When the world goes digital, it helps to have a foot in the door of the digital world. Right now, GFA alumnus John Brock ’97 is experiencing that first-hand.
For years, Brock had been keeping an eye on the esports industry before deciding in 2016 to leave his job at a venture capital firm and follow his passion and instinct into the esports business. It was a risky decision: while there was a strong community building itself through online forums, financial backing at the time was scant.
“The numbers were there, but the industry wasn’t,” Brock explained. “The demographics were spectacular — 18 to 34 years old, which is a very difficult demographic to hit. But sponsors were paying pennies on the dollar.”
Brock instinctively knew that if they could continue to engage this demographic — both as players and as spectators, there was a bright future in esports. He got in to the business through the team side, linking up with Call of Duty (COD) legend Mike “Hastr0” Rufail who was shepherding a successful — but not yet profitable — Call of Duty team.
Brock said, “[Rufail] started as a gamer and his COD team eventually grew up and turned into a company almost without him realizing what was happening.”
The team, originally called EnVyUs, became an LLC — Team Envy — with a formal business plan and “real accounting,” Brock joked. He took it upon himself to find large-scale investors into what he knew could become a burgeoning business.
“There was a lot that was ahead of us on the horizon,” he said.
It turns out that his instincts were right. Esports leagues were fast becoming an exclusive endeavor, requiring a $25 million franchise fee in order to be seen as a premiere team. As a Director for Team Envy, Brock’s job was to secure those investments. He discovered a secret: potential investors who had kids between the ages of 8–15 “got it.” They saw their own children eagerly engaging in collaborative and/or community-competitive video games, and could foresee the great potential in an investment in esports.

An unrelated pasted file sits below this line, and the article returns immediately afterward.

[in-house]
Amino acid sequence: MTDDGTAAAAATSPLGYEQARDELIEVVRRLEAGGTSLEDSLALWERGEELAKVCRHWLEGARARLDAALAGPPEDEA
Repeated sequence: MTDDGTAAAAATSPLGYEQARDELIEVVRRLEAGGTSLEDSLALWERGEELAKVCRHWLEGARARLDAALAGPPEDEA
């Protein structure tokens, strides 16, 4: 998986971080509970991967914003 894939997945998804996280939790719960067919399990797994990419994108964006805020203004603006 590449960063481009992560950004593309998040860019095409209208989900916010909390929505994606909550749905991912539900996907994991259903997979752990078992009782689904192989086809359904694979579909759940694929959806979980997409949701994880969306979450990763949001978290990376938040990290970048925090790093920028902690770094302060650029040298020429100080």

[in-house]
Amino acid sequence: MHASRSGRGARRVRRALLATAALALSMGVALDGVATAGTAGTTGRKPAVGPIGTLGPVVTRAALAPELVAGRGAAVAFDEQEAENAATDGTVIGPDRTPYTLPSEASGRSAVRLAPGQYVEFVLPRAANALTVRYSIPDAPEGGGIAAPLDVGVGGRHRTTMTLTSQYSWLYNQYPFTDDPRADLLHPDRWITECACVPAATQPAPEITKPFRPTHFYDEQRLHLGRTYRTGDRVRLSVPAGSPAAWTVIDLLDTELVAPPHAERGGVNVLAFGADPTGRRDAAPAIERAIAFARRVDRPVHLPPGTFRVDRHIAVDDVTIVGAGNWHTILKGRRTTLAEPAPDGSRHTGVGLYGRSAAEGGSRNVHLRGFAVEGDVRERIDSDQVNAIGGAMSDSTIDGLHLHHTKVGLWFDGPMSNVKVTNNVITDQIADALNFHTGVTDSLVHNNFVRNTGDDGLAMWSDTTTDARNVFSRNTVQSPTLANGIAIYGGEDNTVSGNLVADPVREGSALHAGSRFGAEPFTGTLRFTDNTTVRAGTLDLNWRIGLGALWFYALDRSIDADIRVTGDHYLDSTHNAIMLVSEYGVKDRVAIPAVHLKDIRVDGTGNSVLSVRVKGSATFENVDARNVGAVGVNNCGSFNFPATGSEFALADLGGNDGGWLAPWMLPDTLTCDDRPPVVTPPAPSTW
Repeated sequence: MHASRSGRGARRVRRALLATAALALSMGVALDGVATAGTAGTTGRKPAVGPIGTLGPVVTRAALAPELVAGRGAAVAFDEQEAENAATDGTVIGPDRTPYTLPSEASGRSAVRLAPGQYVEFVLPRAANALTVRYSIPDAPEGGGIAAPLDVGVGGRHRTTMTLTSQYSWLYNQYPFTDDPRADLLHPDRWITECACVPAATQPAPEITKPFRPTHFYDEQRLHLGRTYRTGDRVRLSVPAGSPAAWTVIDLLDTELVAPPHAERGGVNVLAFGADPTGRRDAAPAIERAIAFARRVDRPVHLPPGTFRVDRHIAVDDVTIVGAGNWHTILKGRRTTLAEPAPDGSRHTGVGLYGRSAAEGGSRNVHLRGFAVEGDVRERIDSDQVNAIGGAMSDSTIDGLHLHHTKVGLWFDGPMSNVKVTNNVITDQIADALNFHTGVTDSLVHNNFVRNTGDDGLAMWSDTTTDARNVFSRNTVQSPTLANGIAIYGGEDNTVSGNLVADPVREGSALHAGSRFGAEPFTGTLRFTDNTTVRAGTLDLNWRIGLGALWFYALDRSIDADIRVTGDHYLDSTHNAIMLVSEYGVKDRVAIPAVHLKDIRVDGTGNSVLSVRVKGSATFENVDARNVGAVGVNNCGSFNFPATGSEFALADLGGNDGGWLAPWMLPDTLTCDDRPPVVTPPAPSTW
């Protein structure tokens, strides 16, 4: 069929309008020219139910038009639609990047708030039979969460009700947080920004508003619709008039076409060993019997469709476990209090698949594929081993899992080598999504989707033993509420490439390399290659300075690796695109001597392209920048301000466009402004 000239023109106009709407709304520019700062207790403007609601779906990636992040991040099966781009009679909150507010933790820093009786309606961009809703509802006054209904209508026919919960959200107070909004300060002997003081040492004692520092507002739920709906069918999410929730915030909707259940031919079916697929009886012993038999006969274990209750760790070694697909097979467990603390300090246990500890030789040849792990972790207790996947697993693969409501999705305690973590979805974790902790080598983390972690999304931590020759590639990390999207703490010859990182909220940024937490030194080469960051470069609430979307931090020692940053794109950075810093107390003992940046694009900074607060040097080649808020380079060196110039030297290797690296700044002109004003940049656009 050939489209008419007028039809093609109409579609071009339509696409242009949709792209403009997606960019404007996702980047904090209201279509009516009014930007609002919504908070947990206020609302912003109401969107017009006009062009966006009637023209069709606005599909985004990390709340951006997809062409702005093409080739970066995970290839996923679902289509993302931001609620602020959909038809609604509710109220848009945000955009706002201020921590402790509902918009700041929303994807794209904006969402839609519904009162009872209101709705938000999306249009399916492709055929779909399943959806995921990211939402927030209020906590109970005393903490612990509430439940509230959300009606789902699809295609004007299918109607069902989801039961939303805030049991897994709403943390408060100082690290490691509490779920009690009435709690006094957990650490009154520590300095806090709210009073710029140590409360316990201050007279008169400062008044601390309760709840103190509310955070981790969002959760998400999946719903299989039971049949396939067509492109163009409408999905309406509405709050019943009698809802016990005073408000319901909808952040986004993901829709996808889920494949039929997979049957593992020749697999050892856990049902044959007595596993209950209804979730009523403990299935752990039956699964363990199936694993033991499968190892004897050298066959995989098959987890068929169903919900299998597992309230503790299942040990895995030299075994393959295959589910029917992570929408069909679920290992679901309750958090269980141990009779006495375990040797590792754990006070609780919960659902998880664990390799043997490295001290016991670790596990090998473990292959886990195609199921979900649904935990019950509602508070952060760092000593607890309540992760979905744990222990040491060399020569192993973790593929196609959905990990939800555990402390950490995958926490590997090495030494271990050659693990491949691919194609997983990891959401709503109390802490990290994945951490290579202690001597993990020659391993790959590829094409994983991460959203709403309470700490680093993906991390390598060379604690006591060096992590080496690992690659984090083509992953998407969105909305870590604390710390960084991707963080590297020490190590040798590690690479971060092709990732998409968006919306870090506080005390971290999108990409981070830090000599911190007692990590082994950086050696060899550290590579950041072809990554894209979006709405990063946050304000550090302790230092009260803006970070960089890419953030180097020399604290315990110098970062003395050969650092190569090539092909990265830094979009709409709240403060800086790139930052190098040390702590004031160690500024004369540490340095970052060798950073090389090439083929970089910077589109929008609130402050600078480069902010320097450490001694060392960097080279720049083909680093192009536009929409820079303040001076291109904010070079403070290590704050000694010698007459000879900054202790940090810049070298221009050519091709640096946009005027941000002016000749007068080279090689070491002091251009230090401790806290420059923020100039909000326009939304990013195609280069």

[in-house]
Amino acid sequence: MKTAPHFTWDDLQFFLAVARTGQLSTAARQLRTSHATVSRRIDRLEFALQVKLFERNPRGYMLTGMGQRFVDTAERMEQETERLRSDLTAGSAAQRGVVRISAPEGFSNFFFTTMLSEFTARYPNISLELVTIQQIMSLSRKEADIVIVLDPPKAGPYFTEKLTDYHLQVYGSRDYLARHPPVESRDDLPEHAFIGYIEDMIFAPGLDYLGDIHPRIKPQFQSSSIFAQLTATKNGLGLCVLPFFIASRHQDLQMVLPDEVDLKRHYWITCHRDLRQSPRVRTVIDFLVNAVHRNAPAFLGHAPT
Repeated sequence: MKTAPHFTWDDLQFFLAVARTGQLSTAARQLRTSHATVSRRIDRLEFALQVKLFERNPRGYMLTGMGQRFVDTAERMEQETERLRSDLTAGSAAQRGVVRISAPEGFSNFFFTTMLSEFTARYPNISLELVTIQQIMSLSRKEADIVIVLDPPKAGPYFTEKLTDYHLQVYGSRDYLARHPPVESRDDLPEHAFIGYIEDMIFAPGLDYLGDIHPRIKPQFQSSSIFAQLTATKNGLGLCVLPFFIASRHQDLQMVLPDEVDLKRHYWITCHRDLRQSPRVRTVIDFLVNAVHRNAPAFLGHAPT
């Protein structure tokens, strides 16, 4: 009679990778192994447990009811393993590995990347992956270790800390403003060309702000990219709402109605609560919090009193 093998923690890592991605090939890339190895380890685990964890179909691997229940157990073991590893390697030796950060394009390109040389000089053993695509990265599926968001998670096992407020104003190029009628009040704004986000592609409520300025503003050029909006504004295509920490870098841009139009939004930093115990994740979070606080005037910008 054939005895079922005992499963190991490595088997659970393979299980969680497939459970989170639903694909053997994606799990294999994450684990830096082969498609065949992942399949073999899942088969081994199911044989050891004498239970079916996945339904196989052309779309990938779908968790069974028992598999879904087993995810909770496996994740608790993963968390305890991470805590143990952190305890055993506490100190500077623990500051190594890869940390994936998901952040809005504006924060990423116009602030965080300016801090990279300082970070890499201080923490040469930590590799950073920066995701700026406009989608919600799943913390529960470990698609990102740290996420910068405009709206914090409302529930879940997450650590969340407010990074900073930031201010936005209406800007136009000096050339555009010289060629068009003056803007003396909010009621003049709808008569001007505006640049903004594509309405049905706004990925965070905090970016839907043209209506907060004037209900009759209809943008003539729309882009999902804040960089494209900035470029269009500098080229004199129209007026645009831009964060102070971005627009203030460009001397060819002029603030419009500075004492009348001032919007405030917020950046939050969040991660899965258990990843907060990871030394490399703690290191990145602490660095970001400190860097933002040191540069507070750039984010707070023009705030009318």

After securing investors, Team Envy moved their COD team to Dallas and rebranded as Envy Gaming, where it has grown to include eight professional teams: Counter-Strike, Overwatch Contenders, Smash Bros., Fortnite, Magic, Overwatch (the Dallas Fuel), Call of Duty (the Dallas Empire), and Rocket League. Brock has also seen the league go from online spectators to filling local arenas like the Staples Center and the Barclays Center. Team Envy can also be found on ESPN, Disney, Twitch, YouTube, Playstation, X-Box, or anywhere esports are played. They’ve also secured high-profile sponsors like Jack in the Box, Predator, Corsair, Jack Links and Team Infographics.
Team Envy has enjoyed many successes, including “the most grand finals appearances from a single organization in Call of Duty Championship history,” according to gamepedia.com. It was also the “first North American esports organization to win an Overwatch championship on Korean soil and owns the Guinness World Record for the longest winning streak in Overwatch by any team. Envy is also recognized as one of the most-winning franchises of all time in Call of Duty and Counter-Strike esports competition,” according to its own website, envy.gg.
“This experience has probably defined my career and life more than anything else that I’ve done. It’s been a lot of fun,” Brock reflected.
In the last few months, with professional athletic leagues on hold due to the COVID-19 pandemic, esports have only increased in popularity and viewership. “As a digital sport, it’s easy to transmit it anywhere, and we were already set up for that,” Brock explained. “We can keep it moving forward and keep going.”
Always Creating, Always Collaborating
“I always have a few jobs at any point in time,” Brock laughed.
His other job these days is owner and CEO of Tabbris, a co-working center focused on innovative start-ups. Based in Charlotte, N.C. — where Brock lives with his wife and four children — Tabbris was designed to “foster relationships in a productive workplace, where you access the help you need to grow,” according to Tabbris.com. They work with individuals and their start-ups on aspects like equity, accounting, and banking.